Illusory correlation and stereotype formation:
making sense of group differences
and cognitive biases
Marïette Berndsen, Russell Spears, Joop van der Pligt
and Craig McGarty
Women are more romantic than men. Scientists are duller than artists. We often make such judgements about groups. Some of these judgements are based on folklore, others are based on observation or experience. When we do rely on observed data how good are we at detecting relationships between group membership and behaviour? Do we find it easy to detect differences between groups? Are our judgements biased? This chapter deals with these issues and focuses on the paradigm that has dominated research on the formation of stereotypic differences between groups over the last three decades: the illusory correlation paradigm. In this paradigm respondents are exposed to a series of behavioural instances each linked to an individual belonging to a specific group. The term illusory correlation refers to perceived associations between attributes and instances other than those contained in the data. In the present case it generally refers to the perception of a stereotypic association of certain features with a given group, typically when the available data is presumed to give little evidence for this (hence 'illusory').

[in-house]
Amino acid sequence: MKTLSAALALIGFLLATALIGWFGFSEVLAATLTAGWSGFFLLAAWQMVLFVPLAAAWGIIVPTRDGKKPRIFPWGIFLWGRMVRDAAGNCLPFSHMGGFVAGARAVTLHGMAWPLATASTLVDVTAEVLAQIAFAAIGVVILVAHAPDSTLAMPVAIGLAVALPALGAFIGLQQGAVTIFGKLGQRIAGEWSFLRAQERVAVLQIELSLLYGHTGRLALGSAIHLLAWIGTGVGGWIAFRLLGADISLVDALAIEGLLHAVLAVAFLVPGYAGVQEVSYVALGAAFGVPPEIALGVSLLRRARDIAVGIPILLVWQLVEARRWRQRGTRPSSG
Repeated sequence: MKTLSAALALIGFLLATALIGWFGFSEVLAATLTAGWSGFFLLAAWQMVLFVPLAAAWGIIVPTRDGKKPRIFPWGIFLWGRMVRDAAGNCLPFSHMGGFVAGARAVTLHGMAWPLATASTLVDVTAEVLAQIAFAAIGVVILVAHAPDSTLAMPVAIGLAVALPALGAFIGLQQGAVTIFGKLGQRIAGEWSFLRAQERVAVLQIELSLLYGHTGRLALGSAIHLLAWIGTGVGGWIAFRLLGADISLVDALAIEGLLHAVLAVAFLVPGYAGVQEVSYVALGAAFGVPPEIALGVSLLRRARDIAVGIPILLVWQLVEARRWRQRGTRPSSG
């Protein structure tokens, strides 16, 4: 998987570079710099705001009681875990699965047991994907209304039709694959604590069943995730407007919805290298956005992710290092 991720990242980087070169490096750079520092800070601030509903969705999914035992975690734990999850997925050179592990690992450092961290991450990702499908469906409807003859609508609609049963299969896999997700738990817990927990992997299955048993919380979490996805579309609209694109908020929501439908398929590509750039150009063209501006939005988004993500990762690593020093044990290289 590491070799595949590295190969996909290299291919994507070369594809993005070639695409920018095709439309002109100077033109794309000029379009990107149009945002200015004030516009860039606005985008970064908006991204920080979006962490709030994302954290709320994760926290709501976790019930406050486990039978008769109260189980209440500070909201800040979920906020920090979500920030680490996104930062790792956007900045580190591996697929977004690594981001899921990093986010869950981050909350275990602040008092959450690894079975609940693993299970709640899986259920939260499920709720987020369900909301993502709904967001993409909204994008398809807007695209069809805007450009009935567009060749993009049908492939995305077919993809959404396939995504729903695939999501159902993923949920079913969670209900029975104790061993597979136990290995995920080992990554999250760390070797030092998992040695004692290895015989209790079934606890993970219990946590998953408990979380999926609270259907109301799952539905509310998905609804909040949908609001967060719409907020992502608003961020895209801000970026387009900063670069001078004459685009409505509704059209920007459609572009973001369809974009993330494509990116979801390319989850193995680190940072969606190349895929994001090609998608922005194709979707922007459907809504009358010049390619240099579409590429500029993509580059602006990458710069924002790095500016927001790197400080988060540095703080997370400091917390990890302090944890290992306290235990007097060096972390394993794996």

Detecting relationships between events in the environment, between group membership and behaviour, is an essential ingredient of adaptive behaviour. The information derived from these relationships or covariations allow us to make sense of the world by explaining the past, controlling the present and predicting the future (Alloy & Tabachnik, 1984; Crocker, 1981). In these terms, detecting contingency is clearly important for our well-being and even our survival. Although it is well-known that people are able to detect relations between stimuli, they are certainly not perfect in this regard (e.g., Jennings, Amabile & Ross, 1990). For example, it is known that people find it difficult to detect non-contingency (Peterson, 1980) and see relationships where these do not exist. Part of our argument below is that they also see them where researchers think that they do not exist, but we are jumping ahead of ourselves. The central theme in this chapter concerns the perception of socially relevant stimuli,